A little piece of Famous Idaho Potato Bowl history was in the news Wednesday. Ohio University’s Frank Solich, the former Nebraska coach, retired from the Bobcats after 16 years at the helm. Solich said he needs “to focus on a cardiovascular health issue." He led to OU to two appearances in Boise’s bowl game, including the school’s first bowl victory in 2011 over Utah State. That game had one of the more thrilling finishes in Famous Idaho Potato Bowl lore, as Bobcats quarterback Tyler Tettleton scored on a one-yard run with 13 seconds left to secure a 24-23 victory. Solich was head coach at Nebraska from 1998 to 2003, amassing a 58-19 record as Tom Osborne’s hand-picked successor. Wouldn’t Cornhuskers fans take that now?

C OF I’S DJP IN THE CFL

Former College of Idaho star Darius-James Peterson, who signed with Montreal of the CFL way back in March of 2020, is finally in his first Alouettes training camp. Drills began last Sunday, and pressure is coming quickly. In lieu of exhibition games, Montreal has scheduled two intra-squad games, with the first one set for Saturday. Peterson is the Coyotes’ career leader in both rushing yards (3,413) and passing yards (6,906). His remarkable run finished in 2019 with Frontier Conference Offensive Player of the Year and NAIA All-American honors as he led the Yotes to an 11-1 record and a trip to the quarterfinals of the NAIA Playoffs.

THE LAND OF STRANGE BOUNCES AND ROLLS

Courses in the rotation for the Open Championship are known for their bunkers—essentially deep pits of sand surrounded by vertical walls. Troy Merritt is experiencing that today as he plays what they call the “Sandwich Links” on the coast east of London. “Royal St. George is known for the humps and bumps that send balls bouncing in myriad directions,” writes Ben Everill of PGATour.com. That includes the greens, which will probably tell the tale for Merritt. The former Boise State star has been putting really well during his run that started at the beginning of May. Merritt has missed only two cuts since the end of April (one of them was last Friday at the John Deere Classic).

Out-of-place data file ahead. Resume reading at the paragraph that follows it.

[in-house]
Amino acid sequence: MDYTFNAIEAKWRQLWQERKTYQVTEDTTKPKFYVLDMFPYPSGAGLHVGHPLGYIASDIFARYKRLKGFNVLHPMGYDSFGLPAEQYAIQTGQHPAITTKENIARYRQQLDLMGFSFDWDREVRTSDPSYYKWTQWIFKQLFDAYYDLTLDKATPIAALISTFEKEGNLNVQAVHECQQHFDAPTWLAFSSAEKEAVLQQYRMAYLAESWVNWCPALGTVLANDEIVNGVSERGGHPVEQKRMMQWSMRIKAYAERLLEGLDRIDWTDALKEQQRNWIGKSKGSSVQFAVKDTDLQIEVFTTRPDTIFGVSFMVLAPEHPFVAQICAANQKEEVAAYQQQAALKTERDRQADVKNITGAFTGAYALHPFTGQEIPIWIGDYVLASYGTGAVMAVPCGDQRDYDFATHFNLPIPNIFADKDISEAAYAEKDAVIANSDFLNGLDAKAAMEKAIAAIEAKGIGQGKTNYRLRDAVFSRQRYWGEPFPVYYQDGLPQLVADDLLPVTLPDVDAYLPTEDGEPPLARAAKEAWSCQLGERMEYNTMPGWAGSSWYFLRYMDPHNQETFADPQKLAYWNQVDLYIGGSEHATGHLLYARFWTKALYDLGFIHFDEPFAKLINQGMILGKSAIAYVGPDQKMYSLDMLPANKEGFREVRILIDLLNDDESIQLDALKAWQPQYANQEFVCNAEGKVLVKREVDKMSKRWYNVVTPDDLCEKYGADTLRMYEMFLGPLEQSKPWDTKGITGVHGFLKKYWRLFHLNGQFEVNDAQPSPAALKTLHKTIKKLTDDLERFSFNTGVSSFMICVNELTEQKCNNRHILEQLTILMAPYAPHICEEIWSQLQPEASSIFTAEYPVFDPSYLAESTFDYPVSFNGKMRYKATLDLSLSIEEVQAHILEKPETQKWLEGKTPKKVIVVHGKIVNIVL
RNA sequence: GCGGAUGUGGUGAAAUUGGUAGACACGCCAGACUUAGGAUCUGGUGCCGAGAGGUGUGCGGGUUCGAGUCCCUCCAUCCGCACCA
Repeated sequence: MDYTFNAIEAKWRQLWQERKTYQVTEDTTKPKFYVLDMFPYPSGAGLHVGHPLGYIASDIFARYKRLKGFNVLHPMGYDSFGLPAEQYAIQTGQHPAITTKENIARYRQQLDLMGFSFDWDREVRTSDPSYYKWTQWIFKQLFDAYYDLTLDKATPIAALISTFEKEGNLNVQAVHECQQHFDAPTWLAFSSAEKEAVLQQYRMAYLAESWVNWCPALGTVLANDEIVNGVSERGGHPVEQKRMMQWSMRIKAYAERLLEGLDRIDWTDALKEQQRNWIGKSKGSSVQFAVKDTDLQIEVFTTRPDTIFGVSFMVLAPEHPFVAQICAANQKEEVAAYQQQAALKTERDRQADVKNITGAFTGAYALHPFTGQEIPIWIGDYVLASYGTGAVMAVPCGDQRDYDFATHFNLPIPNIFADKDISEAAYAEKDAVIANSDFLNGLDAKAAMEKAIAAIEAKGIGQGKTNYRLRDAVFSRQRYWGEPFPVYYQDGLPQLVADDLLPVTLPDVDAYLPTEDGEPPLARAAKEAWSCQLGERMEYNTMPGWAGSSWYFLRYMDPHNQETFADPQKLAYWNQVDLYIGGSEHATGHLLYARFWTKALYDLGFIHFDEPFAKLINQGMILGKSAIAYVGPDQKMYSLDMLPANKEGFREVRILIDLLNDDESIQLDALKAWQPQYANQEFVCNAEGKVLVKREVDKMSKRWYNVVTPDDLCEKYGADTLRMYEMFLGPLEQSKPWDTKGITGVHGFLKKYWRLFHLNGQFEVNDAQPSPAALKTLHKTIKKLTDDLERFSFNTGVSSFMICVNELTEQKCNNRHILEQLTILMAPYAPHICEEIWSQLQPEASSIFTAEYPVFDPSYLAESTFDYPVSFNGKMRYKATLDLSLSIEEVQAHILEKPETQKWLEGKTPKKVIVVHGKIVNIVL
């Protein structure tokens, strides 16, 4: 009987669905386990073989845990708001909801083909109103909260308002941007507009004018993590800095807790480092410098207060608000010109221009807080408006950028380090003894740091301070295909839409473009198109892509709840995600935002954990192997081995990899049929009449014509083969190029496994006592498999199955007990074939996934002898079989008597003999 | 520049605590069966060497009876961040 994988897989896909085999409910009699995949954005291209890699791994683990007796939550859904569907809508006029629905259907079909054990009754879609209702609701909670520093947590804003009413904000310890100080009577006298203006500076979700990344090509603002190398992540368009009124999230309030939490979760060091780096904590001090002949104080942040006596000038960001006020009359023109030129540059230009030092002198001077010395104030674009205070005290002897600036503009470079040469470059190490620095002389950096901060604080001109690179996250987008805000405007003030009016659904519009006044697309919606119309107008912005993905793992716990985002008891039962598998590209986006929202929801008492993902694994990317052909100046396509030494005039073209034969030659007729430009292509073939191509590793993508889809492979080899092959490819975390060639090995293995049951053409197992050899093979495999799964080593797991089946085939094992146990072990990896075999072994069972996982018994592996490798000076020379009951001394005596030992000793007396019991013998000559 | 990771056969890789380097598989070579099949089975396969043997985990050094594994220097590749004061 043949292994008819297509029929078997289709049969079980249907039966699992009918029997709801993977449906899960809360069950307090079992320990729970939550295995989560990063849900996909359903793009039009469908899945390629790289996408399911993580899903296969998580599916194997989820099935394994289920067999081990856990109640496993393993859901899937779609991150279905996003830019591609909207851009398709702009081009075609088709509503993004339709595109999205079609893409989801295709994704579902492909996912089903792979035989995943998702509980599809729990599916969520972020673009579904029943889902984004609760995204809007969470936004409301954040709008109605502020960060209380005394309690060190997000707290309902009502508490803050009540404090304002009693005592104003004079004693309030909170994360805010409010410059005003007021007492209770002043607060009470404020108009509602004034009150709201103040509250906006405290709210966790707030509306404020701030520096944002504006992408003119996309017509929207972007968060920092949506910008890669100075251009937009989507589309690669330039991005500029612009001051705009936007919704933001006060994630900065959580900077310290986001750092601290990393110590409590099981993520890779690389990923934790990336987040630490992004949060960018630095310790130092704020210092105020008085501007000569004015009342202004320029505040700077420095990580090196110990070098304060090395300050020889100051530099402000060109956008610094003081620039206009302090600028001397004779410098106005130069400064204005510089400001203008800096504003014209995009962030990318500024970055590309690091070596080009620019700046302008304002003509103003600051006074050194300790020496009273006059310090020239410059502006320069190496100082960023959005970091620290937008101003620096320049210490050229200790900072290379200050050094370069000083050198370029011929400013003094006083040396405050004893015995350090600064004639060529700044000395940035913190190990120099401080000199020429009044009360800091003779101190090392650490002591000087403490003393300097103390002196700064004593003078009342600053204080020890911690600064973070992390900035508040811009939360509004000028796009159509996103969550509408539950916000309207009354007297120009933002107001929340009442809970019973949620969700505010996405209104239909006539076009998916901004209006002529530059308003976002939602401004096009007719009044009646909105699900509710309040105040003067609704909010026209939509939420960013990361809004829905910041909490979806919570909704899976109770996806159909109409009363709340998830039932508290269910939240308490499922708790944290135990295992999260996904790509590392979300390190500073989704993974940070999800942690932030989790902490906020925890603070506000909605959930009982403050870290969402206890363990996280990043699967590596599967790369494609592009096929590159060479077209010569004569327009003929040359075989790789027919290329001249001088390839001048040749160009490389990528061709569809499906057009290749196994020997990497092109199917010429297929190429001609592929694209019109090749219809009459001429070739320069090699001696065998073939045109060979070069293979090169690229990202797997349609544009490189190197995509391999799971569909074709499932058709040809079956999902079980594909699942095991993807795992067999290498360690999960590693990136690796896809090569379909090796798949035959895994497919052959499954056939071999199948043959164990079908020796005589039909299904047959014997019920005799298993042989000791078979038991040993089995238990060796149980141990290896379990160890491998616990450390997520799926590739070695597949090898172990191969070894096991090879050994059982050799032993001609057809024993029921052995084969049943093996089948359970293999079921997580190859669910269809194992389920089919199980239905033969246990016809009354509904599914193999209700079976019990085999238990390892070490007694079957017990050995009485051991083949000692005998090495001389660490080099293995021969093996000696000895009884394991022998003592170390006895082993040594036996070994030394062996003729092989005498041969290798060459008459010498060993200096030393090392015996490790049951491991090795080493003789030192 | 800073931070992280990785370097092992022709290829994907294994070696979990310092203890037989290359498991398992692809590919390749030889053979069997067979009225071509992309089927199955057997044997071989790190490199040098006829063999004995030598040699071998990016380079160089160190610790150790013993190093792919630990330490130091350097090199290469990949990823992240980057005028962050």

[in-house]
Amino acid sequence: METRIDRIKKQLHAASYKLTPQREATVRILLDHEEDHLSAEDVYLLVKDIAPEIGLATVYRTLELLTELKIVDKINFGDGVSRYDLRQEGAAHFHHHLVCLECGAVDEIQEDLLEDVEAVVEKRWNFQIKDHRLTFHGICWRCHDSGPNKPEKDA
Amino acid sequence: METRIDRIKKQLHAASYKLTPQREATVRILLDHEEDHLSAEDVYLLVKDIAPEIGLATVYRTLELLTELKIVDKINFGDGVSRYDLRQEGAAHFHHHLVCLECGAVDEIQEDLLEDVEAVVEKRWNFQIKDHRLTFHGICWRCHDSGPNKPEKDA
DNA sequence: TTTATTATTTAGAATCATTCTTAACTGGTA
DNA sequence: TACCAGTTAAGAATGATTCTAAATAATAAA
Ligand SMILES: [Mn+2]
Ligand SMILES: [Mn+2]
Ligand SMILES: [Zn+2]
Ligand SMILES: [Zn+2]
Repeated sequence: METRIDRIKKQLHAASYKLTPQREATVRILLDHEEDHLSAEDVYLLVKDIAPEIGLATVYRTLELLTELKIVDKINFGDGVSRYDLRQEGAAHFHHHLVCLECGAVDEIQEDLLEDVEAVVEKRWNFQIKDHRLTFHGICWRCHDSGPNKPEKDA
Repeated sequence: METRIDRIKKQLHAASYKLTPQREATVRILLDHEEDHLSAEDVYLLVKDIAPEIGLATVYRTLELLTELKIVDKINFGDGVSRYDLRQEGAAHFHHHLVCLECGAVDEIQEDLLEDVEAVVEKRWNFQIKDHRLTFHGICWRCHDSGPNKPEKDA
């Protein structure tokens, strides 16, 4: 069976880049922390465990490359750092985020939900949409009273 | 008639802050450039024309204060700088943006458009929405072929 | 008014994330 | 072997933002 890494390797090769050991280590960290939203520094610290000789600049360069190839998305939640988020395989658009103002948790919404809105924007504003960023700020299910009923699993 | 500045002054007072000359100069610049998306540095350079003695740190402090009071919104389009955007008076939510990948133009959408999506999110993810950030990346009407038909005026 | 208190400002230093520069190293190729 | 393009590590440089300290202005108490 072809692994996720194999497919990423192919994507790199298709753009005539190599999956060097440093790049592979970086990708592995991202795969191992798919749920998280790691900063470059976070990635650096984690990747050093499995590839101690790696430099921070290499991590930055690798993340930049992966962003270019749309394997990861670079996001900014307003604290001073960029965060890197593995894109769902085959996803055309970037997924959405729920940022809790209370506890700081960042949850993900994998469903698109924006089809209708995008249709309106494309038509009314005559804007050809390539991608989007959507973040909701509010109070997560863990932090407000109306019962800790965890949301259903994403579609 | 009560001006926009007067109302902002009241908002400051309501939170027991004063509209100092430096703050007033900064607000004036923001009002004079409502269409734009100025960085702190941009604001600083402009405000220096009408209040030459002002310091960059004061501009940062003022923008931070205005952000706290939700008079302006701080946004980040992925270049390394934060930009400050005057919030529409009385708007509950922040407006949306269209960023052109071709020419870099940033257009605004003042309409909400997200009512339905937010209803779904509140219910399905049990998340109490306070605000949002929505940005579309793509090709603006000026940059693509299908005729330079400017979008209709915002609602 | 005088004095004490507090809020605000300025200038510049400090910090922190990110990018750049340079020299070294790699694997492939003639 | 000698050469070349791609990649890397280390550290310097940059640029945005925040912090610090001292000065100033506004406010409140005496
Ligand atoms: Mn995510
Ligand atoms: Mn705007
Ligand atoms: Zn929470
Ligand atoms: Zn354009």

HAWKS HARNESS THE BOISE HEAT

The Boise Hawks game against Great Falls at toasty Memorial Stadium was moseying along Wednesday night. Then the fourth and fifth innings happened. The Hawks put up 15 runs in the two frames combined and rolled to a 17-7 win over the visiting Voyagers. Boise clubbed four home runs, including a three-run shot from Jason Dicochea in the fourth that broke the game open. Wladimir Galindo, Christian Funk and Alejandro Rivero homered in the fifth.

THIS DAY IN SPORTS…July 15, 2018:

In the highest-scoring World Cup final in 50 years, France wins its second championship with a 4-2 win over Croatia, the second-smallest country ever to make a World Cup title match. The six goals scored were as many as in the previous four World Cup finales combined. The Croatians were victimized by an own-goal and a French conversion on a penalty kick. The game wrapped up a World Cup full of upsets and drama. The tournament, which did not include the United States, was remarkably well-run by its Russian hosts.

(Tom Scott hosts the Scott Slant segment during the football season on KTVB’s Sunday Sports Extra and anchors five sports segments each weekday on 93.1 FM KTIK. He also served as color commentator on KTVB’s telecasts of Boise State football for 14 seasons.)